For eleven years, Norman-based second-grade teacher Macey Stewart has taught mathematics, honing her skills and pedagogy to foster a love of learning in elementary-age students.
Earlier this summer, Stewart received national recognition for her hard work when she, along with Claremore teacher Michelle Rahn, was awarded a Presidential Award for Excellence in Mathematics and Science Teaching. Both instructors received $10,000 from the National Science Foundation in accompaniment of the award.
Stewart, who earned bachelor’s and master’s degrees from the University of Oklahoma and has taught at Norman Public Schools’ Washington Elementary School for over a decade, went through a circuitous nomination process before earning her recognition this year.
After being nominated by her mother — a fellow instructor who won the same award in 2008 — back in 2014, Stewart became a state finalist. However, according to Stewart, there was a delay for deciding and awarding recipients.
“On even-numbered years, elementary teachers can apply, and by 2016, they had not announced the 2014 winners, and so they encouraged me to re-apply,” said Stewart, who revised some of her submission materials, including an essay, before re-submitting.
Stewart did not win 2014 recognition, but her 2016 application garnered her the award.
“I was very excited,” Stewart said. “I felt very validated that I was using best practices with teaching and just that I was doing the right thing.”
Over her decade of classroom instruction, Stewart has implemented her teaching philosophy among some of Oklahoma’s youngest elementary students.
“There’s so much that second-graders are capable of,” Stewart said. “They have that natural curiosity, and they want to learn more. I just really try to guide them into finding their own answers by giving resources I know are safe, that they can learn through.”
Stewart’s teaching philosophy rests firmly on the conviction that students can take charge of their own learning and that such a skill is critical to impart at a young age.
“If they don’t have the number sense to use numbers correctly in their head, then they will struggle with math from that time on. I spend a lot of time just helping them grasp number sense and how to manipulate numbers in their head,” said Stewart, whose approach reflects a larger trend throughout Norman Public Schools toward guided inquiry, a learning approach that emphasizes students’ ability to learn in STEM fields through increased independence.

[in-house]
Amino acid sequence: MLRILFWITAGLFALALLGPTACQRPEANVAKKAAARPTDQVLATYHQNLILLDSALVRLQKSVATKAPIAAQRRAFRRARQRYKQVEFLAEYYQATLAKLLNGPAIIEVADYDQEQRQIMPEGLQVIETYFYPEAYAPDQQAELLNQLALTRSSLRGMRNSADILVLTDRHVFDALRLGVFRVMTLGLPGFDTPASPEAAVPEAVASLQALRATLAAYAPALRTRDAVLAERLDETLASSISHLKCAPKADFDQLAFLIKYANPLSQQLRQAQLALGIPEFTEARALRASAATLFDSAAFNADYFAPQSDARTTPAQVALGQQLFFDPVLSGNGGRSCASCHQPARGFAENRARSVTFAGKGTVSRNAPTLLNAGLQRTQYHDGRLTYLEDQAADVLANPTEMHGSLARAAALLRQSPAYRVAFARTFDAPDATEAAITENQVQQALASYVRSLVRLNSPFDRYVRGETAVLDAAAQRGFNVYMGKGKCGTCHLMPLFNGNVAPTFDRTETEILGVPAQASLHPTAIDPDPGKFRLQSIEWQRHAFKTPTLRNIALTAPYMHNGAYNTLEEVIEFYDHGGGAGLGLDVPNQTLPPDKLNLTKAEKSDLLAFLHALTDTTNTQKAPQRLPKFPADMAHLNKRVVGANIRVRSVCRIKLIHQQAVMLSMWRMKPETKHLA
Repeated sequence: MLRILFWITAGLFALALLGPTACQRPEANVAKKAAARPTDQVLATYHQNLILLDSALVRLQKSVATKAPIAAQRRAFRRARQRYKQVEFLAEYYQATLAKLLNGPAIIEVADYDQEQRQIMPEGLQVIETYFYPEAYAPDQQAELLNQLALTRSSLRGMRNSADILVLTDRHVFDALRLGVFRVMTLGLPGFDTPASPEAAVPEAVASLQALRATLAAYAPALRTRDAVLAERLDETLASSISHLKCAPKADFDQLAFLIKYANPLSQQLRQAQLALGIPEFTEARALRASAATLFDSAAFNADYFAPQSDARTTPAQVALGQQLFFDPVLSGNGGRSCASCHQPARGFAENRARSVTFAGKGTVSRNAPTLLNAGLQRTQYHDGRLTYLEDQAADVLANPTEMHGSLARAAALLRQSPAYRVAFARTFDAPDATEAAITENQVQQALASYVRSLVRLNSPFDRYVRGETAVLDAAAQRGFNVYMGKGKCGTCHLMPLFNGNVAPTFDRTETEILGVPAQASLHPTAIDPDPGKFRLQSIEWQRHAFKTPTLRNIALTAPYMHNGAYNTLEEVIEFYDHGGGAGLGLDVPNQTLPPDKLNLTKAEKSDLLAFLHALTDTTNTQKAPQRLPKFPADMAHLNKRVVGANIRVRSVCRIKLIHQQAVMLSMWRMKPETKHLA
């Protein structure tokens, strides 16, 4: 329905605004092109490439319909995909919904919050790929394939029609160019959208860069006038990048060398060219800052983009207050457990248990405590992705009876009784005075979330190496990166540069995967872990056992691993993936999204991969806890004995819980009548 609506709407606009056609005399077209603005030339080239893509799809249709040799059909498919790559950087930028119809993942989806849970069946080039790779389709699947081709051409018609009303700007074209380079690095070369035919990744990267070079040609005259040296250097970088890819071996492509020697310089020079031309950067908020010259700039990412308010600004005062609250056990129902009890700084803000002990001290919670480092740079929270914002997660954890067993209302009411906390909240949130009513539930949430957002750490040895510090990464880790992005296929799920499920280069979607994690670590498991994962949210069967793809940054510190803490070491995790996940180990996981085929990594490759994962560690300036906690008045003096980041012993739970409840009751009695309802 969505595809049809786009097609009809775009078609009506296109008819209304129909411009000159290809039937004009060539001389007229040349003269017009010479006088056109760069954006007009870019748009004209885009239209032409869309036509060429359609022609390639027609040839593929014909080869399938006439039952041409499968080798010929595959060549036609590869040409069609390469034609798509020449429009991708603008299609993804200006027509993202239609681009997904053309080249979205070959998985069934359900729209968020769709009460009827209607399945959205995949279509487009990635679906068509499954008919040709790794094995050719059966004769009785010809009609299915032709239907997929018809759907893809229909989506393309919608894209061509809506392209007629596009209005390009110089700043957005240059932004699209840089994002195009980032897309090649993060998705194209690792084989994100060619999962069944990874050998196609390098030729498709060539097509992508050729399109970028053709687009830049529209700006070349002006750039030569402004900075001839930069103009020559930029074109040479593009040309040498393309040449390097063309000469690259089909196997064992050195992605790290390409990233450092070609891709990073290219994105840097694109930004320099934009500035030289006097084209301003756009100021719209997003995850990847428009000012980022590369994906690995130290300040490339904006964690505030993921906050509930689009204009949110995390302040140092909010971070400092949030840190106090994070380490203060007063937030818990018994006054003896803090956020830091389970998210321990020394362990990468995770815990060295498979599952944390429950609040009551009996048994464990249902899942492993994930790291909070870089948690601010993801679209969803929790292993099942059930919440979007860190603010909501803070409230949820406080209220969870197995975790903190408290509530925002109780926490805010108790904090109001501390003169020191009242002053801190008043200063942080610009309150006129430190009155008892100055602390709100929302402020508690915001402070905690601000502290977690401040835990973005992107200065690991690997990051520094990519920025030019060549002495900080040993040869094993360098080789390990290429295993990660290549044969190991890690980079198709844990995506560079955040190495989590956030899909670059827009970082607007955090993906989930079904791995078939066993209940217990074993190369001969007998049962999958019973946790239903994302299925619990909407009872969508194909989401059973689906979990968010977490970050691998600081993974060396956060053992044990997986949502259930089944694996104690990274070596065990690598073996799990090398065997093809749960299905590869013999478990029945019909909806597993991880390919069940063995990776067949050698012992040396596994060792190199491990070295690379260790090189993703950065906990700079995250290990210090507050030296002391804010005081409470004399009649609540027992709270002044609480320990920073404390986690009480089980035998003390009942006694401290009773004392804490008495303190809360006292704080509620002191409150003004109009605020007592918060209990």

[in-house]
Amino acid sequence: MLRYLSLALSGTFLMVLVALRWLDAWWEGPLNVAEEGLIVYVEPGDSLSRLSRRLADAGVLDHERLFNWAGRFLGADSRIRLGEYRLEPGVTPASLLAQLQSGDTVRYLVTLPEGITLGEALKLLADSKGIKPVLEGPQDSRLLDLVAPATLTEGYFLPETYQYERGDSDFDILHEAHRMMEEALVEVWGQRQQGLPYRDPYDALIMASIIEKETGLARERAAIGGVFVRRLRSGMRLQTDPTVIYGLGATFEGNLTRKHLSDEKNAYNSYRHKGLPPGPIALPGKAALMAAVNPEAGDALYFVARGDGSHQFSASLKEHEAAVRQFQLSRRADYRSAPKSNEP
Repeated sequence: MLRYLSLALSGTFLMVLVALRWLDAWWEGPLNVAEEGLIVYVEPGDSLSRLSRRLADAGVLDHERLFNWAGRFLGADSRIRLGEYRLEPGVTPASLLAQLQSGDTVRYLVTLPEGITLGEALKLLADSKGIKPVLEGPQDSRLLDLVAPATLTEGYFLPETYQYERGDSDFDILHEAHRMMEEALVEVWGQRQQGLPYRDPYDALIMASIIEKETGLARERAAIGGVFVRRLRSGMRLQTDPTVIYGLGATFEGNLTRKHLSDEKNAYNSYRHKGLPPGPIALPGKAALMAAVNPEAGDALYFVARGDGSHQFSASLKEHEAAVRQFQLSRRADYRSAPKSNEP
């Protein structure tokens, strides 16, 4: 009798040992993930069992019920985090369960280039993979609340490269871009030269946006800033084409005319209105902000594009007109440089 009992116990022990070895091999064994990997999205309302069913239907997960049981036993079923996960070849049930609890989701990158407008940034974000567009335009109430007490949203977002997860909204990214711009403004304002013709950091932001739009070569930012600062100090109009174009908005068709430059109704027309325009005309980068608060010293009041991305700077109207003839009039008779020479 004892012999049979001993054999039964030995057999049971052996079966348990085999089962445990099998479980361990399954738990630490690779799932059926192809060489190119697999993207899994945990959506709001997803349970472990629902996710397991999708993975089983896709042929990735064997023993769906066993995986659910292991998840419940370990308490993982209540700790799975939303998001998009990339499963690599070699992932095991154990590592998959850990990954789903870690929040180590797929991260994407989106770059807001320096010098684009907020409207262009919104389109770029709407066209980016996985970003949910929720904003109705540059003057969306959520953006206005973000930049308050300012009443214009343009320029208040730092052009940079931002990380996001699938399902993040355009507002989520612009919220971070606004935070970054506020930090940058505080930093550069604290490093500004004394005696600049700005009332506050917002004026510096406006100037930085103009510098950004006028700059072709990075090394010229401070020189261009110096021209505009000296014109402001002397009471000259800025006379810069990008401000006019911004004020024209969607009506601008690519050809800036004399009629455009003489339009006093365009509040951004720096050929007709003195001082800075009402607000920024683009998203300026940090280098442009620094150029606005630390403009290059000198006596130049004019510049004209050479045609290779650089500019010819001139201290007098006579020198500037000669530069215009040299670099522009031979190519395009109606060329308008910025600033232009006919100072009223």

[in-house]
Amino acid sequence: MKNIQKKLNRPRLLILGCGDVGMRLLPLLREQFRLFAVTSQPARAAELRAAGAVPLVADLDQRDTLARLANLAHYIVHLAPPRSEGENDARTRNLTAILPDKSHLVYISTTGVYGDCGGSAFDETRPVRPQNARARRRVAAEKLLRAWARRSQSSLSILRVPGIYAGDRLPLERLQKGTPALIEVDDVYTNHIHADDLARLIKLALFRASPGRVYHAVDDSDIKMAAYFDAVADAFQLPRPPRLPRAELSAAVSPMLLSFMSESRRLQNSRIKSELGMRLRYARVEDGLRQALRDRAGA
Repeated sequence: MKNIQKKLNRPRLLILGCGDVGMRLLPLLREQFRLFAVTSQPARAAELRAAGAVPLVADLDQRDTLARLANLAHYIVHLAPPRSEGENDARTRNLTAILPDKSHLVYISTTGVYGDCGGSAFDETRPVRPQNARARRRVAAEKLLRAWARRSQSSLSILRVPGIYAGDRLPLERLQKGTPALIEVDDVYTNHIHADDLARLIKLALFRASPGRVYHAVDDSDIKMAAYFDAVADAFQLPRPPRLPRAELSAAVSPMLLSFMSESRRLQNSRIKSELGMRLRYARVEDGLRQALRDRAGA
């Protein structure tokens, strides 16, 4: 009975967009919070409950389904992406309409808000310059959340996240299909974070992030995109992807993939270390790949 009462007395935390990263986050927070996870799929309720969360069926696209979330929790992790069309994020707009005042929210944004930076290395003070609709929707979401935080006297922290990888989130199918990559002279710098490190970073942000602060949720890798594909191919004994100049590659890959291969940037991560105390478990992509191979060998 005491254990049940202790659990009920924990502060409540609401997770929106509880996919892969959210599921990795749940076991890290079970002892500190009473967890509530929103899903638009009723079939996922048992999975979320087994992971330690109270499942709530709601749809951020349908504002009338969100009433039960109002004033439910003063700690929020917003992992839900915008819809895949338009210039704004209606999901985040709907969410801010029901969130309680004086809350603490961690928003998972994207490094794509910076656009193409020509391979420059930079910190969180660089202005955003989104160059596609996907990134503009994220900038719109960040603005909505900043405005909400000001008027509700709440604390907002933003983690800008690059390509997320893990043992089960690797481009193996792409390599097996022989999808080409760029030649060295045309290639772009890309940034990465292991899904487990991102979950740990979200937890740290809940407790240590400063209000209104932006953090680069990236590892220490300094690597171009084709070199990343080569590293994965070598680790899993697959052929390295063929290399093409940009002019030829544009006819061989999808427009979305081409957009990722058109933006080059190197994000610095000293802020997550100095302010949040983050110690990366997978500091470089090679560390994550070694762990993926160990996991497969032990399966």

In addition to fostering these approaches in her own classroom, Stewart has also mentored other teachers and student teachers. While attending the awards reception in Washington, D.C. earlier this summer, Stewart was able to participate in a discussion about a five-year strategic STEM plan with national and state leaders and policymakers and voice her opinions on what would make classroom implementation more effective.
Stewart’s win earned her both national and statewide recognition for her teaching practices.
“It is very exciting to be able to showcase to the country the outstanding work of an elementary teacher in STEM education, particularly in mathematics and science academic standards, and the very strong ability of Macey to effectively teach that high level of standard to her students in second grade,” said State Superintendent of Public Instruction Joy Hofmeister.
In a year that has sparked conversations about the vital role that teachers play throughout the country, Hofmeister said there are multiple statewide initiatives and grants surrounding STEM education that aim to help close the gap between Oklahoma’s high interest level in science and mathematics and its weak academic readiness outcomes.
A revamped set of academic standards moved the state from a 47th-place ranking nationwide to 17th, Hofmeister said.
“We are working to build a framework of support for educators to be able to teach the way Macey has been recognized nationally,” Hofmeister said. “It’s very, very important that we have our students in early elementary gaining a strong foundation in mathematics and science instruction and learning so that they can hit the ground running.”
Hofmeister said Stewart models the passion, interest and expertise that is vital to excellent STEM instruction. Regarding programs of excellence, Hofmeister said there is a rubric available for school districts to identify where growth exists in their schools and where it is needed and also where the community can help support initiatives.
Stewart said she is still undecided about the specifics of how she will spend her $10,000 award, but some of the money will be used to further classroom technology.
“The kids are able to do a lot more with their own learning. They can create projects and do research online when they have more devices. That plays a big part in the engineering piece of STEM, as well,” Stewart said, referencing how early exposure to coding technology can help set up students for success in later years.
Alongside spending for technology in the classroom, Stewart plans to spend a portion of her award funds on professional development.
“I think that’s important — for me to be a lifelong learner when I expect my students to be, also,” Stewart said.
As Oklahoma works to improve funding and support for its teachers, luminary instructors such as Stewart can furnish a vision of what it means to teach well at the level of the classroom, the state and the nation.